PTO Generators for Tractors

Richard L. Parish  |  2/9/2005 11:31:45 PM

Figure 1. PTO generator hitched to compact tractor.

Figure 2. Electrical transfer box to allow safe switching between utilitypower line and portable generator.

Figure 3. Outdoor connection for PTO generator.

Most folks in the Gulf Coast area understand the value of home generators to keep power in their homes when hurricanes strike.
Farther from the coast, home generators are useful when ice or snow knocks down power lines. Generators are also useful for projects requiring the use of electric tools when away from an electric outlet. Although most people opt for small engine-driven generators, there are some real advantages to a generator that connects to a tractor power-take-off (PTO).

Why a PTO Generator?
Advantages of a PTO generator (Figure 1) compared with an engine-powered generator are as follows:

  • No additional engine to maintain
  • Since you don’t have to buy an engine, you can get more capacity (kilowatts) for your money
  • No need to start the generator regularly to keep it ready to run. A PTO generator can sit unused for many months and still be ready to go
  • Assuming you use your tractor regularly, it is more likely to start and run when you need it than a small engine on a generator

How About Capacity?
One horsepower equals 0.75 kilowatt (kw), so you can multiply your tractor’s PTO hp by 0.75 and get an idea of the maximum size generator your tractor can handle. Because the generator is not 100% efficient, you will probably not be able to actually deliver quite that much power. On the other hand, you can always buy a generator that is rated a little too large for your tractor and just not connect up a full electric load. If you do overload the equipment, PTO rpm will drop, causing the frequency of the current to drop and the tractor may stall. Depending on size of the tractor and generator, the system may or may not allow you to run the whole house. Typically, you will be able to run lights and appliances, but not an air conditioner or heat pump.

Safety Considerations
It is absolutely essential that you connect your generator to your house in a safe and approved manner. Most small engine-driven generators just have outlets to plug in extension cords so you can disconnect your appliances or whatever from the house circuit and connect them directly to the generator. PTO generators may also have some outlets for extension cords, but typically have one big outlet for a large 240-volt plug that can be used to connect to the house service entrance. NEVER CONNECT TO A HOME SERVICE ENTRANCE WITHOUT GOING THROUGH AN APPROVED DOUBLE-POLE DOUBLE-THROW TRANSFER SWITCH! This switch (Figure 2) will completely disconnect the home service entrance box from the utility’s power lines when the generator is connected and vice versa. This is essential to avoid your generator's feeding current back into the utility line and risking killing a utility worker who is repairing the line. It also prevents utility power feeding back into your generator when the line power is restored. Consult your utility company and use only an improved transfer switch and have the installation approved by the utility company. People’s lives depend on it! You can then wire up a cable from your transfer switch to connect to the generator (Figure 3).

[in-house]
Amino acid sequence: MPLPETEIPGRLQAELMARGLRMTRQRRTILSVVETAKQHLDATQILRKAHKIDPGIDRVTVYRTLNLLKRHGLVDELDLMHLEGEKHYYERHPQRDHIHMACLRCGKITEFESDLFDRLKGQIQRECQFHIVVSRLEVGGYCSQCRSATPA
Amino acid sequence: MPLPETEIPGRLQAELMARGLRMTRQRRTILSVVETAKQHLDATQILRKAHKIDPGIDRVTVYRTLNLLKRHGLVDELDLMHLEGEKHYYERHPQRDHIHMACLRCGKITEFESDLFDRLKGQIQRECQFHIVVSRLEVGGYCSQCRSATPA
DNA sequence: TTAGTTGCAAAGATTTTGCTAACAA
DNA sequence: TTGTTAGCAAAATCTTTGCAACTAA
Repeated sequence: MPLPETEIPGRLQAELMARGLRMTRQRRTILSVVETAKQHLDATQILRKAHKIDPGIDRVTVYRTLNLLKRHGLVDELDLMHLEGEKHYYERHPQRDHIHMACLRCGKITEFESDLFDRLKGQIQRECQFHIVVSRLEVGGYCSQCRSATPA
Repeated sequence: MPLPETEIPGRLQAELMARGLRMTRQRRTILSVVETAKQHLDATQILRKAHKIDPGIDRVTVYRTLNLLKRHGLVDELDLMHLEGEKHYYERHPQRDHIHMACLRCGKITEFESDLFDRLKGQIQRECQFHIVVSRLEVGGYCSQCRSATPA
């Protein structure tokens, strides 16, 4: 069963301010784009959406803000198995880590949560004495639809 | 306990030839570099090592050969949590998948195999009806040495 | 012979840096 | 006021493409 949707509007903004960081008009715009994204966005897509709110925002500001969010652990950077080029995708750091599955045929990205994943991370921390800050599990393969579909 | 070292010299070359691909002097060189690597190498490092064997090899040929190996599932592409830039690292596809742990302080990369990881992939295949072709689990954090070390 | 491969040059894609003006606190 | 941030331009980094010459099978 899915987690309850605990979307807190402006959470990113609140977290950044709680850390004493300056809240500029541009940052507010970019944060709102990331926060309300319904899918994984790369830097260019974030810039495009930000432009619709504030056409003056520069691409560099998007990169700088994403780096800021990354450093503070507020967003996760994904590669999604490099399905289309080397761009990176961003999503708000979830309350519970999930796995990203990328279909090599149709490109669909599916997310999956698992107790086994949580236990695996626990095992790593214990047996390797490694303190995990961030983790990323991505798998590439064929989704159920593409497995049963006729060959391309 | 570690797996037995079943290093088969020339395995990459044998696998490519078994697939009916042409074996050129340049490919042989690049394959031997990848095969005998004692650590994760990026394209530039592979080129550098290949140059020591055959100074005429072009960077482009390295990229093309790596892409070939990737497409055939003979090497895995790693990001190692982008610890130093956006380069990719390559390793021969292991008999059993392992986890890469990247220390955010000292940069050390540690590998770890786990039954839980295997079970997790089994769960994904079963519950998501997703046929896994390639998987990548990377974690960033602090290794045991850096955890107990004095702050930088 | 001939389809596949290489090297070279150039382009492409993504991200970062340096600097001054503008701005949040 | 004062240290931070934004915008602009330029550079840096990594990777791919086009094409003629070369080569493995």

Electronic Equipment
Running computers and other sophisticated electronic equipment from any generator is not recommended since the power may not be stable or “clean” enough. Don’t take the chance of ruining your computer or other electronics.

Maintenance on a PTO generator is pretty simple: keep it sheltered and out of the weather, be sure the tires are aired up (unless permanently mounted on a pad or mounted on a 3-point hitch) and grease any fittings on the powershaft or other drive components.

New or Used
New PTO generators can be expensive, but generally cost much less per kw than engine-powered generators. PTO generators are a little harder to find, but still readily available from tractor dealers and some mail-order supply companies. Some farmers have PTO generators to provide backup power for poultry houses, dairy barns, and greenhouses. It is sometimes possible to buy a used PTO generator from a farmer for considerably less than the cost of an equivalent new one. If the generator has been sheltered and cared for, it should function as well as a new one for backup purposes. Whether new or used, it is easier and less expensive to buy a generator when the weather is good rather than waiting until a storm hits and generators are in urgent demand.

PTO generators can provide peace of mind. They are far less trouble than engine-driven generators – if you already have a tractor. They can offer you more kw for your investment than an engine-driven generator.

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